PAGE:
We have also reported on drug dependency in seniors, and that might be a factor.

For some seniors, they tend to rush around, and that can cause quick turns and loss of balance.   My mother was like that, so I stuck a big sign on her fridge:  “Slow Down.”  Of course, she gave it back to me by saying, “You talk too fast and not loud enough.”    She used to say, “Stop mumbling.”  At least she didn’t put any signs on our fridge.

The psycho-social issues resulting from falling are very important as well.  Patients sometimes lie about what happened in order to avoid unpleasant consequences such as  neurologic findings which could result in loss of a driving license and thus loss of freedom.  A neurologist might pick up a problem with peripheral vision which could result in a car accident.

Families of elderly patients must be vigilant.

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Good Morning Dr. Paul Goldfinger. Here are today’s top stories. Wednesday, September 7, 2016:

NY Times by John Krause. Sept. 5, 2016.

NY Times by John Krause. Sept. 5, 2016.

 

Fort Hancock at Sandy Hook. Undated photo by Paul Goldfinger. ©

Fort Hancock at Sandy Hook. Undated photo by Paul Goldfinger. ©

 

“AMA Morning Report:”

On the front of its Science Times section, the New York Times (9/6)  reports in a nearly 1,800-word article on the physical and mental effects of loneliness experienced by the elderly. In the UK and in the US, “roughly one in three people older than 65 live alone.” Investigators “have found mounting evidence linking loneliness to physical illness.”  Loneliness, “as a predictor of early death” even surpasses obesity.

“The profound effects of loneliness on health and independence are a critical public health problem,” said Dr. Carla M. Perissinotto, a geriatrician at the University of California, San Francisco. “It is no longer medically or ethically acceptable to ignore older adults who feel lonely and marginalized.”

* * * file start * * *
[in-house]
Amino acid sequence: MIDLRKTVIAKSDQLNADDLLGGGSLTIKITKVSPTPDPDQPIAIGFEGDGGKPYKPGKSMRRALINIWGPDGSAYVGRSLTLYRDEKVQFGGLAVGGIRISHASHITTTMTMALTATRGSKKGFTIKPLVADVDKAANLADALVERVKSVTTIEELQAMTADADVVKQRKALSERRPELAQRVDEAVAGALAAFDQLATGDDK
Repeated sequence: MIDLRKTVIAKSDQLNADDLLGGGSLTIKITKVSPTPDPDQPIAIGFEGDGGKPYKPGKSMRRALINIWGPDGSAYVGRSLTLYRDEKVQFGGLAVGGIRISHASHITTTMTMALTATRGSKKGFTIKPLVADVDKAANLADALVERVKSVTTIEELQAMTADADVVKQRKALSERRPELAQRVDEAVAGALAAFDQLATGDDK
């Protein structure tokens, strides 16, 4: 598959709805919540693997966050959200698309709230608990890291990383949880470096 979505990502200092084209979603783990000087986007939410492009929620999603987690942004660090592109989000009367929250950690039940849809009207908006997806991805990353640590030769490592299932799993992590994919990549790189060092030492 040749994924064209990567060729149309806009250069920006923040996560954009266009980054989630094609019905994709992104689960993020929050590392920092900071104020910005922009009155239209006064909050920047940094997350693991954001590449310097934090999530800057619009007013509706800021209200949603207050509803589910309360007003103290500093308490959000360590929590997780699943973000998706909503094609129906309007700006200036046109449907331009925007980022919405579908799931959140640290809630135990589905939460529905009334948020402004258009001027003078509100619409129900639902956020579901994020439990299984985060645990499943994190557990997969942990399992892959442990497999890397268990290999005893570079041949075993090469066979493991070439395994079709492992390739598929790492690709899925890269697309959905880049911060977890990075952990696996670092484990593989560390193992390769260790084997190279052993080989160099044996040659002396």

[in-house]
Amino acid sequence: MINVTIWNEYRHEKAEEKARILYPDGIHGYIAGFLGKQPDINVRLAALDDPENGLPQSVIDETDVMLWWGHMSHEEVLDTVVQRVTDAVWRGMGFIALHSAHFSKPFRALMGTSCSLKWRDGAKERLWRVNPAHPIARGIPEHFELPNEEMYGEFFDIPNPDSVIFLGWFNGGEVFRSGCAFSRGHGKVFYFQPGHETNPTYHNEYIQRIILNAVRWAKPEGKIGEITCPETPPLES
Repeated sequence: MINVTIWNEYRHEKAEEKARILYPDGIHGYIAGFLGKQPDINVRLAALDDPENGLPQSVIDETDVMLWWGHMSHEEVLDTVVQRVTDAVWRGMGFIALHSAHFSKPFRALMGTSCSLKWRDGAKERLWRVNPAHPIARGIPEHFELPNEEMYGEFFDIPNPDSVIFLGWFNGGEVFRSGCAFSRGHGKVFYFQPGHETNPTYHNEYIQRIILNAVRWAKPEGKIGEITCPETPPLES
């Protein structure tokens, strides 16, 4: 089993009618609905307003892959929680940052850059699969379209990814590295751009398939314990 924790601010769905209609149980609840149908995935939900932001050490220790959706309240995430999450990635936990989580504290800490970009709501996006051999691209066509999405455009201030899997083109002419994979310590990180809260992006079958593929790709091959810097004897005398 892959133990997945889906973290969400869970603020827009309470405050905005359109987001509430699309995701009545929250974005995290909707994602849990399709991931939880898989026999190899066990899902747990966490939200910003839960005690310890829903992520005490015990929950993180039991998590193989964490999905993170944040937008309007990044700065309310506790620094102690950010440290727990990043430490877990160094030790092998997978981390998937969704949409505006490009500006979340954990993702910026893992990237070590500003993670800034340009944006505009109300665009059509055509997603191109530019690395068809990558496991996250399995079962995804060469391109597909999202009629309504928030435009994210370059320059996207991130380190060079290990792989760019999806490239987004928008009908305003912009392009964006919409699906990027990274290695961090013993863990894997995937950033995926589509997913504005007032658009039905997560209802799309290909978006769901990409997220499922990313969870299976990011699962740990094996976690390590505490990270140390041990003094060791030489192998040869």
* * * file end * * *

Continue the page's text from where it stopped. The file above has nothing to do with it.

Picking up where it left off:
Blogfinger Medical Commentary  by Paul Goldfinger, MD, FACC

The mind-body relationship was rarely mentioned when I was in medical school and postgraduate training.  But we were aware of certain things such as how stress might cause a stomach ulcer  or cardiovascular problems;  or how anger and pent-up hostility could aggravate high blood pressure or heart disease. Over the years of practice, my awareness of these issues was growing.  In writing our 2011 book about prevention, we put a spotlight on the depression issue:

“Mental Health: It has been known for some time that stress, anxiety, social isolation and hostility/anger may increase the risk of heart disease. Now there is evidence that depression is also a “potent” risk factor for coronary disease and has been linked to increased risk of stroke, hypertension and carotid artery disease. (Harvard Men’s Health Watch, Nov. 1999). These observations have been made in both men and women.

“Similarly, for those who have had heart attacks, the risk of dying during the 6-12 months after the attack is greater in those with depression, and the adverse risk can extend for years later. Research is trying to determine if psychiatric drugs such as Prozac can make a difference in the risk after a heart attack. It should be noted that not all experts agree regarding the role of psychological factors in causing coronary heart disease. A study from Walter Reed Medical Center found no relationship between depression, anxiety, hostility and stress in promoting coronary artery disease (New England Journal of Medicine. 11/2/2000)”

Now, 5 years later, we see a greater awareness that is summarized in Katie Hafner’s NY Times piece which points out that “loneliness is a quiet devastation” which adversely effects physical well being as well as cognitive and emotional functions.  She points out that loneliness often yields functional and social decline.   People need contact with others–it is “a basic need.”

In the US, Ms. Hafner says that most of us do not know about the relationship of loneliness to health including risk of early death, hypertension, reduced immiune responses and reduced blood flow to vital organs.

I know that the electronic medical records screenings do ask about signs of depression, but a social issue such as loneliness is rarely mentioned in physician offices. In England they are much more active in looking for this problem in their communities and trying to intervene.  But families need to recognize the issue and become proactive with their loved ones.

JOHN DENVER: